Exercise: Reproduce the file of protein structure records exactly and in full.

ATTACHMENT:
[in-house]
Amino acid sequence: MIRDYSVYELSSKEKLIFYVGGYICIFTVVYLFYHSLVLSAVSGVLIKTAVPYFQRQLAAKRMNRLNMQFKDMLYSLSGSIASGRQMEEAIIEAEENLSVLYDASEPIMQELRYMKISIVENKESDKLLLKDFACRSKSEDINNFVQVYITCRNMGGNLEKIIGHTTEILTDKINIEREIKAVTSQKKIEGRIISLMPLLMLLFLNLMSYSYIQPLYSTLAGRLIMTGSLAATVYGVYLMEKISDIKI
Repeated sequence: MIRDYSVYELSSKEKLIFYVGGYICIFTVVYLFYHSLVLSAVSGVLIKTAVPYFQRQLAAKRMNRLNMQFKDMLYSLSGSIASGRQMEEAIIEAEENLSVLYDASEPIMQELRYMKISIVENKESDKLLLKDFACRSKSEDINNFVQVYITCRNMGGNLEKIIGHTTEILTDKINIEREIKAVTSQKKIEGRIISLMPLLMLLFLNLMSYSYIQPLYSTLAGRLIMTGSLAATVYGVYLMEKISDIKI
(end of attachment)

[in-house]
Amino acid sequence: MIRDYSVYELSSKEKLIFYVGGYICIFTVVYLFYHSLVLSAVSGVLIKTAVPYFQRQLAAKRMNRLNMQFKDMLYSLSGSIASGRQMEEAIIEAEENLSVLYDASEPIMQELRYMKISIVENKESDKLLLKDFACRSKSEDINNFVQVYITCRNMGGNLEKIIGHTTEILTDKINIEREIKAVTSQKKIEGRIISLMPLLMLLFLNLMSYSYIQPLYSTLAGRLIMTGSLAATVYGVYLMEKISDIKI
Repeated sequence: MIRDYSVYELSSKEKLIFYVGGYICIFTVVYLFYHSLVLSAVSGVLIKTAVPYFQRQLAAKRMNRLNMQFKDMLYSLSGSIASGRQMEEAIIEAEENLSVLYDASEPIMQELRYMKISIVENKESDKLLLKDFACRSKSEDINNFVQVYITCRNMGGNLEKIIGHTTEILTDKINIEREIKAVTSQKKIEGRIISLMPLLMLLFLNLMSYSYIQPLYSTLAGRLIMTGSLAATVYGVYLMEKISDIKI